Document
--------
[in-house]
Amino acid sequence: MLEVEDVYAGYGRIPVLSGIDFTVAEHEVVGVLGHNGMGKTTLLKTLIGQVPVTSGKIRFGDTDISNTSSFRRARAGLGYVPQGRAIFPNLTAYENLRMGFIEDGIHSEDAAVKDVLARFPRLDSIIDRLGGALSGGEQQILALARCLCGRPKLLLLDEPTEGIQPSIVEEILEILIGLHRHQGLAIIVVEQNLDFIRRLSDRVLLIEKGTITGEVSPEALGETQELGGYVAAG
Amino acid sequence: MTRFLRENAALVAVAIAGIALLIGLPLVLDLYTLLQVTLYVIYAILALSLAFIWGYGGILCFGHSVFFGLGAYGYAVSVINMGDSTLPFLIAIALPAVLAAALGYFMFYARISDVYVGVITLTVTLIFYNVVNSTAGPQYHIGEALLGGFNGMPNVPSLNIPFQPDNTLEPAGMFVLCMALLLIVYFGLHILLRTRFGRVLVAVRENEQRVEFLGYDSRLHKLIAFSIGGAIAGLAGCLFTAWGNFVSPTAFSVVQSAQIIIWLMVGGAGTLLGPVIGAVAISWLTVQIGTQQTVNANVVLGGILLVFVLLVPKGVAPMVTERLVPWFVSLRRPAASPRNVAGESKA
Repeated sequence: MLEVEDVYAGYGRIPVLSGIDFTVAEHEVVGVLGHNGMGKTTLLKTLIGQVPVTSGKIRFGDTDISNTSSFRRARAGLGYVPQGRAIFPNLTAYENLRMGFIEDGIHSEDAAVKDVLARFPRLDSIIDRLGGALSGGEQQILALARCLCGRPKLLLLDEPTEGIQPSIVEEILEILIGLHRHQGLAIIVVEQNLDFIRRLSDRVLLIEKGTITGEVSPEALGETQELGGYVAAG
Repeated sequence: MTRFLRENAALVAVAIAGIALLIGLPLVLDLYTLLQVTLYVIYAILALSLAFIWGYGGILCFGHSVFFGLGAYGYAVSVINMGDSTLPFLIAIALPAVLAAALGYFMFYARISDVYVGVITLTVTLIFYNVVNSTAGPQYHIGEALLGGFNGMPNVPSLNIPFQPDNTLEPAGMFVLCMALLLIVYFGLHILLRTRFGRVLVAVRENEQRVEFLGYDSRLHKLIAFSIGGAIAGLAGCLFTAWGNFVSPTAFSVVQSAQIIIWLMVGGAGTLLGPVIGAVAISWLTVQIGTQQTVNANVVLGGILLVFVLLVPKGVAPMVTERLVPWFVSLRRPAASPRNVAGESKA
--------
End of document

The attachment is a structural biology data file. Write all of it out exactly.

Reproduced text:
[in-house]
Amino acid sequence: MLEVEDVYAGYGRIPVLSGIDFTVAEHEVVGVLGHNGMGKTTLLKTLIGQVPVTSGKIRFGDTDISNTSSFRRARAGLGYVPQGRAIFPNLTAYENLRMGFIEDGIHSEDAAVKDVLARFPRLDSIIDRLGGALSGGEQQILALARCLCGRPKLLLLDEPTEGIQPSIVEEILEILIGLHRHQGLAIIVVEQNLDFIRRLSDRVLLIEKGTITGEVSPEALGETQELGGYVAAG
Amino acid sequence: MTRFLRENAALVAVAIAGIALLIGLPLVLDLYTLLQVTLYVIYAILALSLAFIWGYGGILCFGHSVFFGLGAYGYAVSVINMGDSTLPFLIAIALPAVLAAALGYFMFYARISDVYVGVITLTVTLIFYNVVNSTAGPQYHIGEALLGGFNGMPNVPSLNIPFQPDNTLEPAGMFVLCMALLLIVYFGLHILLRTRFGRVLVAVRENEQRVEFLGYDSRLHKLIAFSIGGAIAGLAGCLFTAWGNFVSPTAFSVVQSAQIIIWLMVGGAGTLLGPVIGAVAISWLTVQIGTQQTVNANVVLGGILLVFVLLVPKGVAPMVTERLVPWFVSLRRPAASPRNVAGESKA
Repeated sequence: MLEVEDVYAGYGRIPVLSGIDFTVAEHEVVGVLGHNGMGKTTLLKTLIGQVPVTSGKIRFGDTDISNTSSFRRARAGLGYVPQGRAIFPNLTAYENLRMGFIEDGIHSEDAAVKDVLARFPRLDSIIDRLGGALSGGEQQILALARCLCGRPKLLLLDEPTEGIQPSIVEEILEILIGLHRHQGLAIIVVEQNLDFIRRLSDRVLLIEKGTITGEVSPEALGETQELGGYVAAG
Repeated sequence: MTRFLRENAALVAVAIAGIALLIGLPLVLDLYTLLQVTLYVIYAILALSLAFIWGYGGILCFGHSVFFGLGAYGYAVSVINMGDSTLPFLIAIALPAVLAAALGYFMFYARISDVYVGVITLTVTLIFYNVVNSTAGPQYHIGEALLGGFNGMPNVPSLNIPFQPDNTLEPAGMFVLCMALLLIVYFGLHILLRTRFGRVLVAVRENEQRVEFLGYDSRLHKLIAFSIGGAIAGLAGCLFTAWGNFVSPTAFSVVQSAQIIIWLMVGGAGTLLGPVIGAVAISWLTVQIGTQQTVNANVVLGGILLVFVLLVPKGVAPMVTERLVPWFVSLRRPAASPRNVAGESKA